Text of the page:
Mayor Michael Bloomberg released his initial report of the Mayor’s Task Force on Prescription Painkiller Abuse last week at Elmhurst Hospital in hopes of preventing further abuse of opioid painkilling medication.
Responding to recent studies by the Centers for Disease Control and Prevention (CDC), which have shown a 143 percent spike in painkiller-related visits to emergency rooms in New York between 2004 and 2009, the task force has set out to create a more open dialogue with everyone involved in prescribing those types of medicine to patients in the future.
“Prescription painkillers can provide life-changing relief for people in dire health situations, but they can be extremely dangerous if used or prescribed improperly,” Bloomberg explained. “Working with health care providers and public health providers and health criminal justice experts, our task force is providing the tools to fight a burgeoning epidemic while protecting legitimate health care needs.”
The task force, made up of a number of leaders in law enforcement and health agencies including Deputy Mayor Linda Gibbs, Chief Policy Advisor John Feinblatt and Department of Health and Mental Hygiene Commissioner Thomas Farley, will be asking hospitals to stop prescribing long-acting doses of opioids with a three-day supply limit, as well as require patients to set follow-up appointments with their doctors to receive additional doses.
For hospitals like Elmhurst that choose to sign on to the plan, task force guidelines will make available the patient’s controlled substance history records to providers and pharmacists, and require immediate feedback from pharmacists on all prescriptions to create a dialogue with everyone involved in the prescription process.
Doctors will also be asked to no longer refill lost, stolen or destroyed prescriptions.
Since 2010, three out of four people abused painkillers from left over prescriptions and 32 percent of unintentional drug overdose deaths have been related to prescription painkiller abuse, according to the CDC.
While Farley explained that the task force can only do so much to ensure doctors are providing the proper dosages to alleviate pain, an open dialogue with everyone involved should reduce these numbers in the future.
“Prescription opioid painkillers can be just as dangerous as illegal drugs,” Farley stressed, explaining that in medicine, the measure of pain can be subjective in evaluation. “These new guidelines will help reduce prescription drug misuse while also making sure that patients coming to the emergency departments have access to safe and appropriate pain relief options.”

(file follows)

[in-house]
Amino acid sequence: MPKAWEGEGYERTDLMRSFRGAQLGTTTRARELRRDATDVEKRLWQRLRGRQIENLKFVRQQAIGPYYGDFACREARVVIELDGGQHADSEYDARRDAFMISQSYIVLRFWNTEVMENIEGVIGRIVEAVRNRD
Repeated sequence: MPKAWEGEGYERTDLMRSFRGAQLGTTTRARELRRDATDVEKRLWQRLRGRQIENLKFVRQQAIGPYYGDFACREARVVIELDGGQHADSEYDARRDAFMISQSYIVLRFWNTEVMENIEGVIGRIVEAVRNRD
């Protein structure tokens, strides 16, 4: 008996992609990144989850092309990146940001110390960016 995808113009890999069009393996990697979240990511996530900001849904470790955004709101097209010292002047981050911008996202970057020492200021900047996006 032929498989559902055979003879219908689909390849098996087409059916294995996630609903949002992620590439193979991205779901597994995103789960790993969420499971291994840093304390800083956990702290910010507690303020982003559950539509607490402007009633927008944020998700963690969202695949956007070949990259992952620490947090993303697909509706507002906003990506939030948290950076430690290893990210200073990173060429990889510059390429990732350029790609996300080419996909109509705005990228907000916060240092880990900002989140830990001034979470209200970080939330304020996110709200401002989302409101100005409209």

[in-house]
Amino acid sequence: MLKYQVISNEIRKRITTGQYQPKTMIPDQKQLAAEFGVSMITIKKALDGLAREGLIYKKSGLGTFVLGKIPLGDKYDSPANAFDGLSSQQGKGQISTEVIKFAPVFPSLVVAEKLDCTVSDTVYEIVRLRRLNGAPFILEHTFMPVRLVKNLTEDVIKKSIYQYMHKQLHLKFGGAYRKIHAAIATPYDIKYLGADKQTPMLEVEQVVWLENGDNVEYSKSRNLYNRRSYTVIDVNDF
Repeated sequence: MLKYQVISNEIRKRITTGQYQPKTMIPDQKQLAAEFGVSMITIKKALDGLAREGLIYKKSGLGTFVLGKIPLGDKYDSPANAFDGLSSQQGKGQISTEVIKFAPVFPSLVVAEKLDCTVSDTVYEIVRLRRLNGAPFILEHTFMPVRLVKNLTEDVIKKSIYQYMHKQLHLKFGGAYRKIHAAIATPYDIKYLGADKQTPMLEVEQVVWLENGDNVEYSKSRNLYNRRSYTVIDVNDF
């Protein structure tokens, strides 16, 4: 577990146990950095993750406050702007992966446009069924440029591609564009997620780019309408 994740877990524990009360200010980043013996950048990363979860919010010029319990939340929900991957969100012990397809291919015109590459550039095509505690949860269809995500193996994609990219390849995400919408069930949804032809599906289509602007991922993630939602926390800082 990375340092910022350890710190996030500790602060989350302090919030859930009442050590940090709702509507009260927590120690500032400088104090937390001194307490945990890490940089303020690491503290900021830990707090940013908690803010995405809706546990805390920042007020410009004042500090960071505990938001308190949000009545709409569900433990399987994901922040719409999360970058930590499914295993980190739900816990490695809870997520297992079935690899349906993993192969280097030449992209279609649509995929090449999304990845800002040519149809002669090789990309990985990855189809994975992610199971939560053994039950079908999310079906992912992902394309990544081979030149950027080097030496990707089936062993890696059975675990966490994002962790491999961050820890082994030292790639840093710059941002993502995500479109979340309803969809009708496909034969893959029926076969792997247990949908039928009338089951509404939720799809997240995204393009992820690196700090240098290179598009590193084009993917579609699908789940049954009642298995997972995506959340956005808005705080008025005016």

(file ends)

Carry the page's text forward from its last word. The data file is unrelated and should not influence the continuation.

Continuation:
The task force is in partnership with NY/NJ High Intensity Drug Trafficking Areas (HIDTA) in their creation of RxStat, a program to create an open dialogue with city, state and federal agencies, such as the Food and Drug Administration, to share data to help target which areas need the most focus.
Developed with health care and law enforcement officials, the RxStat program is intended to not only keep doctors in the loop with their patients, but also provide law enforcement officials with data to stay on top of regional drug trends.
“RxStat provides us with a truly unique opportunity to design the most effective strategies to reduce prescription drug abuse and its consequences,” said NY/NJ HIDTA director Chauncey Parker. “By combining the knowledge resources of the key public health and public safety partners, RxStat creates a platform where we can use timely and accurate data to quickly identify emerging drug trends and then coordinate our response.”
Special Narcotics Prosecutor Bridget Brennan is confident the program will not only augment criminal investigation of drug abuse in the city, but also prevent a swell in the painkiller abuse epidemic.
“Our recent prosecutions have highlighted the tragic connection between opioid addiction and criminal activity,” Brennan explained. “Hopefully these guidelines will serve as a model of responsible prescribing for the entire medical community.”